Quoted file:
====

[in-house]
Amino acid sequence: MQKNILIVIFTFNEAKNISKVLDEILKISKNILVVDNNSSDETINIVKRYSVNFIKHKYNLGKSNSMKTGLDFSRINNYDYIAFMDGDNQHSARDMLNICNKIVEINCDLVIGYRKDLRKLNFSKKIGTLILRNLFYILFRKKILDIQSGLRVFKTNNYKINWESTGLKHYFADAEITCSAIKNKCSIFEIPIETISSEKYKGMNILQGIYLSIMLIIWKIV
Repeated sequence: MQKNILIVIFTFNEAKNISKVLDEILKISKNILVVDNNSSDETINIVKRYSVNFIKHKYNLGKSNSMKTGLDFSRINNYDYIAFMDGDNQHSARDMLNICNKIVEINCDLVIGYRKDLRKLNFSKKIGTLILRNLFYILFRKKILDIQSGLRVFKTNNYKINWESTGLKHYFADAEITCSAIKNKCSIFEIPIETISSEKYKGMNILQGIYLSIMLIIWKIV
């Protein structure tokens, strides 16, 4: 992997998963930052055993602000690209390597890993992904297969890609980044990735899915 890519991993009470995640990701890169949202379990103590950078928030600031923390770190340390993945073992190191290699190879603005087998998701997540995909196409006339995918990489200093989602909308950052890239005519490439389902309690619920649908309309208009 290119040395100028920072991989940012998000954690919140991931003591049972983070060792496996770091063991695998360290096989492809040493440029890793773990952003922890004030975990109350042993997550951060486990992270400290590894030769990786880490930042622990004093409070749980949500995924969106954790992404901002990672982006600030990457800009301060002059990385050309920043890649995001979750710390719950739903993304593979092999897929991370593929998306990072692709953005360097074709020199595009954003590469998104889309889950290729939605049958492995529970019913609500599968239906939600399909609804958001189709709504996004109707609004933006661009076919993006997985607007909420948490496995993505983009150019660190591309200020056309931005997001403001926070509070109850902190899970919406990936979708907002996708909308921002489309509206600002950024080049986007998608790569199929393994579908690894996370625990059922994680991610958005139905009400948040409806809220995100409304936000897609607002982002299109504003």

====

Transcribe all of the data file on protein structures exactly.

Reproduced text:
[in-house]
Amino acid sequence: MQKNILIVIFTFNEAKNISKVLDEILKISKNILVVDNNSSDETINIVKRYSVNFIKHKYNLGKSNSMKTGLDFSRINNYDYIAFMDGDNQHSARDMLNICNKIVEINCDLVIGYRKDLRKLNFSKKIGTLILRNLFYILFRKKILDIQSGLRVFKTNNYKINWESTGLKHYFADAEITCSAIKNKCSIFEIPIETISSEKYKGMNILQGIYLSIMLIIWKIV
Repeated sequence: MQKNILIVIFTFNEAKNISKVLDEILKISKNILVVDNNSSDETINIVKRYSVNFIKHKYNLGKSNSMKTGLDFSRINNYDYIAFMDGDNQHSARDMLNICNKIVEINCDLVIGYRKDLRKLNFSKKIGTLILRNLFYILFRKKILDIQSGLRVFKTNNYKINWESTGLKHYFADAEITCSAIKNKCSIFEIPIETISSEKYKGMNILQGIYLSIMLIIWKIV
């Protein structure tokens, strides 16, 4: 992997998963930052055993602000690209390597890993992904297969890609980044990735899915 890519991993009470995640990701890169949202379990103590950078928030600031923390770190340390993945073992190191290699190879603005087998998701997540995909196409006339995918990489200093989602909308950052890239005519490439389902309690619920649908309309208009 290119040395100028920072991989940012998000954690919140991931003591049972983070060792496996770091063991695998360290096989492809040493440029890793773990952003922890004030975990109350042993997550951060486990992270400290590894030769990786880490930042622990004093409070749980949500995924969106954790992404901002990672982006600030990457800009301060002059990385050309920043890649995001979750710390719950739903993304593979092999897929991370593929998306990072692709953005360097074709020199595009954003590469998104889309889950290729939605049958492995529970019913609500599968239906939600399909609804958001189709709504996004109707609004933006661009076919993006997985607007909420948490496995993505983009150019660190591309200020056309931005997001403001926070509070109850902190899970919406990936979708907002996708909308921002489309509206600002950024080049986007998608790569199929393994579908690894996370625990059922994680991610958005139905009400948040409806809220995100409304936000897609607002982002299109504003």